But what about the people who support your hike? Whether it's your parents, your spouse, your kids, your friends or anyone else in your life, your hike affects them as well. And with a little bit of effort, it can be a really positive and exciting experience for them too.
I've been on both sides of the fence. Last summer I hiked 1,400 miles on the AT. I understand what it's like to plan for a big hike and I know what it's like to balance the communication with friends and family while you're out there.
And the other side of the fence? Oh yea, I know that well too. You see, my man is a serious hiker. He's hiked well over 6,000 miles since 2007. When he has free time, there's really only two places you will find him: at home with me and our pup or in the woods. Both make him happy. I joke that mother nature is his mistress and there's definitely some truth to it.
When I first met him, he had already completed his thru-hike and his first 1,000 mile section hike on the AT so I didn't support him through those, but I have seen him through several other long hikes and countless weekend adventures.
Since I've felt what it's like to be a hiker and what it's like to support a hiker, I thought I'd share a few things I've picked up along the way. Whether you're the hiker or you're trying to make your hike more fun for those supporting you, I hope you find these tips helpful.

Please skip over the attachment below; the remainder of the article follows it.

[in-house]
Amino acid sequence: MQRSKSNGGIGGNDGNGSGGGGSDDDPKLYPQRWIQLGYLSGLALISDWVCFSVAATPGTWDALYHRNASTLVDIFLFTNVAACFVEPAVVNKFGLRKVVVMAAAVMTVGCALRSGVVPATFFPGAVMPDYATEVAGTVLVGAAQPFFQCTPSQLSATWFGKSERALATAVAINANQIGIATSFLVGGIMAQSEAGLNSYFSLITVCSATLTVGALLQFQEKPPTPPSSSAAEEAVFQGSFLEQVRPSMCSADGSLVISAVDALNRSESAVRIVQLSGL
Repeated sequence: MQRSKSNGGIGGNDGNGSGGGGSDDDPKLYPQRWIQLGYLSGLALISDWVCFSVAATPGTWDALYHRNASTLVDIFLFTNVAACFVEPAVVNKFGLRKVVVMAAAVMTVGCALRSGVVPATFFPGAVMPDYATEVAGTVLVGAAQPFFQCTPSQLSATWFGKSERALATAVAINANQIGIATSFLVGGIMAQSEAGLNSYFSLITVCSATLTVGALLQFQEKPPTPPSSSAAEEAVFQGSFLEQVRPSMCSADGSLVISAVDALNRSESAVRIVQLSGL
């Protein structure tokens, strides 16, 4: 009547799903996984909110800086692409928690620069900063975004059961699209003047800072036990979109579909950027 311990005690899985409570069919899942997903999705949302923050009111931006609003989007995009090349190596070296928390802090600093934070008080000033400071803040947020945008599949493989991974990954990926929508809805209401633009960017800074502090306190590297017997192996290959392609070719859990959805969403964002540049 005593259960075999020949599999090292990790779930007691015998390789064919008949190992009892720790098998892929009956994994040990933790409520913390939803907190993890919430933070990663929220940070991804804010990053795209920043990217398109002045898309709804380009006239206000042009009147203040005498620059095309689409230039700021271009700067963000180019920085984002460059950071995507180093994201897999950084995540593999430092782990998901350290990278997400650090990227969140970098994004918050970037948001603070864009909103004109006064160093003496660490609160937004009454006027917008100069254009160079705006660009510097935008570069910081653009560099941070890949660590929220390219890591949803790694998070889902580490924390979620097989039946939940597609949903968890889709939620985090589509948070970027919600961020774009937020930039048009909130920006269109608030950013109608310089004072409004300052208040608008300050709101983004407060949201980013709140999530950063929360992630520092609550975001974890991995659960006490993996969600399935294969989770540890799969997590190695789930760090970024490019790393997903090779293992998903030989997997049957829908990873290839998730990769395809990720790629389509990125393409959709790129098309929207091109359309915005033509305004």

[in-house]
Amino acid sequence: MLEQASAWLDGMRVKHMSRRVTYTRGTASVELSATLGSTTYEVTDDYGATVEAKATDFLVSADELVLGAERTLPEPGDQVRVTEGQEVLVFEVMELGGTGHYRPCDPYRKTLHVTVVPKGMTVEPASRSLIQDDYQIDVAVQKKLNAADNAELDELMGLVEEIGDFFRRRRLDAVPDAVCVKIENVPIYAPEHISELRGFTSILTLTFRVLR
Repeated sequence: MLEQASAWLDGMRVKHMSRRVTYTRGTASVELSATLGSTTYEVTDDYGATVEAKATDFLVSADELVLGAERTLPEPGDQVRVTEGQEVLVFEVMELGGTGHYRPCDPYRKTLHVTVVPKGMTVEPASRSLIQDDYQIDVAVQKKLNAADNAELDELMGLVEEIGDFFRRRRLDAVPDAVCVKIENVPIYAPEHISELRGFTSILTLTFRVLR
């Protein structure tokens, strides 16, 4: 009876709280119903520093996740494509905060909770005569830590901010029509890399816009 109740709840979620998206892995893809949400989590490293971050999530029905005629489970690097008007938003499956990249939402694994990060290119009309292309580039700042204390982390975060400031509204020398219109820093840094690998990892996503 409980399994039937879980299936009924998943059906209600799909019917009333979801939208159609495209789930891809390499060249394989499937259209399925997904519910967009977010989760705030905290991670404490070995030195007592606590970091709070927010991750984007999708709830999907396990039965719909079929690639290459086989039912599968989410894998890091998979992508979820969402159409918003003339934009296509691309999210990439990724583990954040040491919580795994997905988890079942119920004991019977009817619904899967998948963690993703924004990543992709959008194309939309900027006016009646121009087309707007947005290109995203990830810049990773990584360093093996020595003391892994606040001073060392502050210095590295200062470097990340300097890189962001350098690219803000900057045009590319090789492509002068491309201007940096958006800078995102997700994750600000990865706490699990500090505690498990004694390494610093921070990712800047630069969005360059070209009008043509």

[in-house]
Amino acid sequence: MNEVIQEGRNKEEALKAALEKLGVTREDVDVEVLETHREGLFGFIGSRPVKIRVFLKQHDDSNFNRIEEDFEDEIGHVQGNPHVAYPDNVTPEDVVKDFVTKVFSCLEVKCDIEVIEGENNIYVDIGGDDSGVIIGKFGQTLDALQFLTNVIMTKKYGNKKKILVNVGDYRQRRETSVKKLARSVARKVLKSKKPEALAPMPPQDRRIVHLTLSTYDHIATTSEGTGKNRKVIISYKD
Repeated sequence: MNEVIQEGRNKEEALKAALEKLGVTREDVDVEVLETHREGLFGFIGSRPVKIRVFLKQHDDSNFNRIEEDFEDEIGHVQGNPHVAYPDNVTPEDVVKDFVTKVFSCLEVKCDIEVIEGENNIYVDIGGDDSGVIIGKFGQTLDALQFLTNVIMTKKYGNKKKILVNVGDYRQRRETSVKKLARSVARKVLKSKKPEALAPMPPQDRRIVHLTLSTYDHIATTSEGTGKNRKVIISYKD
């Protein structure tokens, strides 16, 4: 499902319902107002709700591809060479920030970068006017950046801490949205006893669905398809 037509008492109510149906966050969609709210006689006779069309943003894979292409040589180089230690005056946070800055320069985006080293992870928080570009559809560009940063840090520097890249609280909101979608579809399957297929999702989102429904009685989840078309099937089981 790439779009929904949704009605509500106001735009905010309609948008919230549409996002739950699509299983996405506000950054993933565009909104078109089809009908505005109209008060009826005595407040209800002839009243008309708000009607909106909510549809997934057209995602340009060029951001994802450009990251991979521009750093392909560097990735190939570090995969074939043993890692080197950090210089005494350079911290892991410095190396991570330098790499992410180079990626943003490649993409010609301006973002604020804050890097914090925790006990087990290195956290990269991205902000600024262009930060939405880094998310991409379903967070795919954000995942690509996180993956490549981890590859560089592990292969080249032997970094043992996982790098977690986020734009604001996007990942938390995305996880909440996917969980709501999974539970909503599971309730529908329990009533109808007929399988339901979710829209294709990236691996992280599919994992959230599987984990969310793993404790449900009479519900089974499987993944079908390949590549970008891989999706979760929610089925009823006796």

- Involve your loved ones in the planning process. I remember when Serial was planning his hike on the Benton MacKaye (BMT) trail, he had a lot of mail drops that he was putting together. He can put together a mail drop with his eyes closed so he didn't need to spend a ton of time planning it, but he did anyway...for me. We went to Costco together and picked out his food, while he explained his purchases. He laid out all of his boxes on the ground and I got to help pack them while he explained his thought process (e.g. how many days went in each box and how he anticipated his hunger growing over time). It was fun and it distracted me from the fact that he was leaving home.
- Let them help while you are gone. His BMT hike only lasted a month so he could have shipped all of his mail drops before he left, but instead he left them all unsealed at home for me to ship. It was nice because I felt like I had a role in the hike and I was able to sneak in little notes or homemade snacks right before I mailed them.
- Thank them. Make sure they know that you appreciate their support. Simple as that.
- Take the time to learn about their hike. You don't have to match their level of obsessiveness, but take a peek at their guidebook or map and get a feel for the path they'll be covering. One of the best things my parents did while we were hiking was buy a map of the AT and hang it on their wall. Each time we called with an update on our location, they moved a little marker up the trail. It was fun for them and it made it exciting for us to call each time we made it to another town. Often my mom had researched a little about the town and would fill me in on what she found. It was awesome and it made me feel supported from a distance.